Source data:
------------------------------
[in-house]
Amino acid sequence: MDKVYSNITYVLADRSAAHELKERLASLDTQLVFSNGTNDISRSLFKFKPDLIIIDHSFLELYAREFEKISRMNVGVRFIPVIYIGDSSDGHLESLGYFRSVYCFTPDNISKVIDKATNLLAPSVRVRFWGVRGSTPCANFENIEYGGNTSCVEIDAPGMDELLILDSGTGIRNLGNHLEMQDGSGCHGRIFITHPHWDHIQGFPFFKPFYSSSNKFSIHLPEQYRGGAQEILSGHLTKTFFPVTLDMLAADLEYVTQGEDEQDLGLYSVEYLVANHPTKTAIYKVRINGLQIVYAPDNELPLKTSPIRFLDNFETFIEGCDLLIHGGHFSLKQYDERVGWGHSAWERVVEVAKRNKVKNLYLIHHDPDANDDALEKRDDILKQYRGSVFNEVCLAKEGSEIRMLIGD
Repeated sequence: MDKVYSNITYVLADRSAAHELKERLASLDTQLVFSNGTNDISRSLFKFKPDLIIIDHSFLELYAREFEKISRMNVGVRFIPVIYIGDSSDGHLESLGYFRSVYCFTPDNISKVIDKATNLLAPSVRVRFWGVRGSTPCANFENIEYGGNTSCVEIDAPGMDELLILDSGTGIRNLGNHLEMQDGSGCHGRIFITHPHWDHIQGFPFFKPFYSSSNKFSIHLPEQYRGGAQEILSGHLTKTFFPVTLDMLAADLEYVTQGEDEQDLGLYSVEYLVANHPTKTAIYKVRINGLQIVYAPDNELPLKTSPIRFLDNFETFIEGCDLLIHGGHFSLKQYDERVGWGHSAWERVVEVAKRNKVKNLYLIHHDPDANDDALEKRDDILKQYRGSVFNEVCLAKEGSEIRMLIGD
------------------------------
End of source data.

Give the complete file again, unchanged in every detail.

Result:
[in-house]
Amino acid sequence: MDKVYSNITYVLADRSAAHELKERLASLDTQLVFSNGTNDISRSLFKFKPDLIIIDHSFLELYAREFEKISRMNVGVRFIPVIYIGDSSDGHLESLGYFRSVYCFTPDNISKVIDKATNLLAPSVRVRFWGVRGSTPCANFENIEYGGNTSCVEIDAPGMDELLILDSGTGIRNLGNHLEMQDGSGCHGRIFITHPHWDHIQGFPFFKPFYSSSNKFSIHLPEQYRGGAQEILSGHLTKTFFPVTLDMLAADLEYVTQGEDEQDLGLYSVEYLVANHPTKTAIYKVRINGLQIVYAPDNELPLKTSPIRFLDNFETFIEGCDLLIHGGHFSLKQYDERVGWGHSAWERVVEVAKRNKVKNLYLIHHDPDANDDALEKRDDILKQYRGSVFNEVCLAKEGSEIRMLIGD
Repeated sequence: MDKVYSNITYVLADRSAAHELKERLASLDTQLVFSNGTNDISRSLFKFKPDLIIIDHSFLELYAREFEKISRMNVGVRFIPVIYIGDSSDGHLESLGYFRSVYCFTPDNISKVIDKATNLLAPSVRVRFWGVRGSTPCANFENIEYGGNTSCVEIDAPGMDELLILDSGTGIRNLGNHLEMQDGSGCHGRIFITHPHWDHIQGFPFFKPFYSSSNKFSIHLPEQYRGGAQEILSGHLTKTFFPVTLDMLAADLEYVTQGEDEQDLGLYSVEYLVANHPTKTAIYKVRINGLQIVYAPDNELPLKTSPIRFLDNFETFIEGCDLLIHGGHFSLKQYDERVGWGHSAWERVVEVAKRNKVKNLYLIHHDPDANDDALEKRDDILKQYRGSVFNEVCLAKEGSEIRMLIGD